The pay and the cost of opportunityphotos and writing
A pay and a cost
Often, when looking at conditions in life, we simplify them as either paying or costing us something. Our job pays us, so we can pay the cost of rent. Yet our job also has a cost component (taking our time, energy, etc.) and our rent also has a pay component (providing us with shelter, amenities, perhaps maintenance.) Indeed, every opportunity, every slice-of-life has both a pay and a cost.
Many aspire to relatively high-paying positions such as brain or heart surgeons, yet fail to consider that these occupations have a huge cost: many years of intensive study, often exorbitant tuition fees, and even once the training is completed — erratic hours, high stress, malpractice concerns, etc. If one's "true calling" is in this area, the cost becomes more than worth it, as one is happy to do work seen to be meaningful at whatever cost. If not, we may put ourselves in a personally constructed hell by chasing after dollar-signs and failing to consider what it will cost us to get that elusive high pay.
Another example could be elite athletics, where the glamour and glitz of all those millions entices uncounted aspirants; though it is worth asking whether one is willing to face the generally intense wear-and-tear to one's body which lasts a lifetime in exchange for perhaps a couple decades of physical prowess. Again, if one feels born to pursue this path, it would definitely be worth it. Otherwise, the millions may not be a fair recompense for a potentially shortened lifespan and degraded quality-of-life once one is too old to be competitive.
On the other hand, humble occupations that do not pay particularly well might be extremely appealing for their perhaps more relaxed lifestyles. Perhaps one opts to live more off-grid and has a small homestead that is relatively self-sufficient, reducing one's expenses to the point that one doesn't need much to be content. The pay here can actually be huge if one is looking for a homelier existence: though in fact, being a homesteader can be rather grueling depending on the extent of one's livestock, crops, and building projects. Yet again, we come back to the statement that if one feels destined to farm, the personal cost in terms of labor is quite worth it. If one feels forced into it, resentment and lack of fulfillment is likely to follow.
The freedom to explore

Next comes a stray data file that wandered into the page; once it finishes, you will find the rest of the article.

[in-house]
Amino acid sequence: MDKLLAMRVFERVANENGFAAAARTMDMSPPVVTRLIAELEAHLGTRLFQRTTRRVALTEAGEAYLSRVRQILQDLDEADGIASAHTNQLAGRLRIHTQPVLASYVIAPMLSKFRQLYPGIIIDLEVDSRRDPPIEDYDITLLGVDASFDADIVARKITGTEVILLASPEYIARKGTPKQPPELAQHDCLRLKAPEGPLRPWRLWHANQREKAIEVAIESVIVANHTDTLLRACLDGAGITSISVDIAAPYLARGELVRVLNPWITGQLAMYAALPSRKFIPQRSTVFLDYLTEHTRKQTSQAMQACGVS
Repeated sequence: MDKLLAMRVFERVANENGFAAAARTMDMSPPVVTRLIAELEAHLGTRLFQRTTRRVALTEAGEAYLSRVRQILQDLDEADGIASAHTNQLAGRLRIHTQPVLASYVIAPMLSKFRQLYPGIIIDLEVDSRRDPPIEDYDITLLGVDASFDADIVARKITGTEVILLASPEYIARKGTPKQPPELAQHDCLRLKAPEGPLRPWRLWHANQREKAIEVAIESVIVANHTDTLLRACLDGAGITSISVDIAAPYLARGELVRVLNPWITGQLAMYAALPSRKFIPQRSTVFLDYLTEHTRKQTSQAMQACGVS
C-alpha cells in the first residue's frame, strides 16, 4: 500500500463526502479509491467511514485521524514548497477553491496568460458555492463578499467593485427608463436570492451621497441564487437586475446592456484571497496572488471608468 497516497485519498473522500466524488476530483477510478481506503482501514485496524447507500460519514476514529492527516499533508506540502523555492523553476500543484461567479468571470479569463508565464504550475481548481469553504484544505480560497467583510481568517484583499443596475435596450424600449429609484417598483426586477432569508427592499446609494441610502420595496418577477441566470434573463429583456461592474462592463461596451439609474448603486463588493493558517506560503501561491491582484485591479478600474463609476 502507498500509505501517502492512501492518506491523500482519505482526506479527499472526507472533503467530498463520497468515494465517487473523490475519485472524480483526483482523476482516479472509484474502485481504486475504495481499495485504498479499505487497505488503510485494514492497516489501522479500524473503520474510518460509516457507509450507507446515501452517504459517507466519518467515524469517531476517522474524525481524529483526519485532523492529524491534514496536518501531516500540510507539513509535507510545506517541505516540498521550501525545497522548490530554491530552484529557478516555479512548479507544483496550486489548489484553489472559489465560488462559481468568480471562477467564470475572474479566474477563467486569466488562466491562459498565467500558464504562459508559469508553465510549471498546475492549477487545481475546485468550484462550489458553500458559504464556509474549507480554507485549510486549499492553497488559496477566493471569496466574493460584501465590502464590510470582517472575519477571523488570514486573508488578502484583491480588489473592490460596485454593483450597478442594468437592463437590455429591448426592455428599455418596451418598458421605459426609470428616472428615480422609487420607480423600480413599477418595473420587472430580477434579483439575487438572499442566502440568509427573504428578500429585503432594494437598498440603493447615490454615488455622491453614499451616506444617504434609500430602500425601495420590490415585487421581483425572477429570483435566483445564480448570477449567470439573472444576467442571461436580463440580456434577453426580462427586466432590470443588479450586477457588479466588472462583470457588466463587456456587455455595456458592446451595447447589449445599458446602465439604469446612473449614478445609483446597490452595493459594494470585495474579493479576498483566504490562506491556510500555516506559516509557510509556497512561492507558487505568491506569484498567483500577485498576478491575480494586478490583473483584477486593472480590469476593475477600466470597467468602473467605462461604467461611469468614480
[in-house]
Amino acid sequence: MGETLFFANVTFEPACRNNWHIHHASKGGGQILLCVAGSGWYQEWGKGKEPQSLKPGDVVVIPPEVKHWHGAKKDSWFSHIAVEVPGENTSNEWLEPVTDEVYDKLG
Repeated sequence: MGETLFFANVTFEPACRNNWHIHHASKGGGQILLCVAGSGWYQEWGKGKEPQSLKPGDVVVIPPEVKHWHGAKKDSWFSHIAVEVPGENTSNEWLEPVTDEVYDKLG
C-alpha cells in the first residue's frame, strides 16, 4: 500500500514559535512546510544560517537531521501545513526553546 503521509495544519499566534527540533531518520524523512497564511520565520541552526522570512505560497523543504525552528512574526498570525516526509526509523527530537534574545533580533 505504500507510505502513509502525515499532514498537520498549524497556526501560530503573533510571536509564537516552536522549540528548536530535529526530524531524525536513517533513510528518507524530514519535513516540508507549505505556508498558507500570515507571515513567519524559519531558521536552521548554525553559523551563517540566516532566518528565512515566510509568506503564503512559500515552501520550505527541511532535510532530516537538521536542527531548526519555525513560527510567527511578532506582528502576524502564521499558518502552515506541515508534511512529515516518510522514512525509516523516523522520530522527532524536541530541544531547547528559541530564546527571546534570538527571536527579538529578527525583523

Human beings naturally loathe being imprisoned, but have the ability to suppress that loathing mentally. Our consciousness is so powerful that it is relatively facile for us to convince ourselves that a near-unbearable situation is fine. The human capacity for denial and self-delusion is great. What is greater still, however, is the intense urge of that indefinable part of ourselves that craves a meaningful existence that is compatible with our innate proclivities and philosophical leanings. When this core of our being is focused upon, it is as a tiny ember that grows into a roaring bonfire when fed by the fuel of awareness.
In seeking towards those areas that satisfy our deeply-felt craving for meaningfulness, we have the freedom to explore and try out various costumes. Through our lives, most of us end up donning various garbs and playing a wide variety of roles. Behind these various masks lies a unified beingness that is relatively unaffected by our morphing outer appearance. That core part of us gleans subtle lessons from every opportunity and only increases in brilliance through the experiences of life. That wholeness of self only appears to vanish in our perception based on the mind's tendency to subdivide and separate components of existence into comprehensible categories.
The same freedom that allows us to wend here and there as wanderers of a wide world also presents the danger of a multitude of traps and pitfalls for the non-vigilant. There are endless temptations to succumb to the more destructive aspects of human nature in exchange for wealth, fame, influence, control, etc.: which present themselves as the ultimate in human attainment, when in actuality they are too often fleeting, insubstantial and relatively unsatisfying. During our lifelong adventure there are few gifts we can give ourselves so valuable as fearless self-honesty, because ignorance lends a temporary solace of torpor, while truth gives eternal rest along with temporarily intense pain.
We will know intuitively what pursuits leave us "solely satisfied" by to what degree the labors involved leave us energized and pleasantly-exerted feeling. The costs will be comprehended as necessary sacrifices of doing what we truly enjoy, and the pay — however meagre or great — will be seen as icing on the cake, necessary fuel for a successful career. I truly wish for all sentient beings the bravery to give themselves permission to pursue that perhaps unrealistic calling that whispers to one with the voice of the inevitable, which will not cease to hum until heeded, at which point the harmony of its rapturous chorus only swells ever-more exuberant while we pull the fated sword from the stone and take its glorious responsibility upon ourselves.
created to be published on-chain April 12, 2020.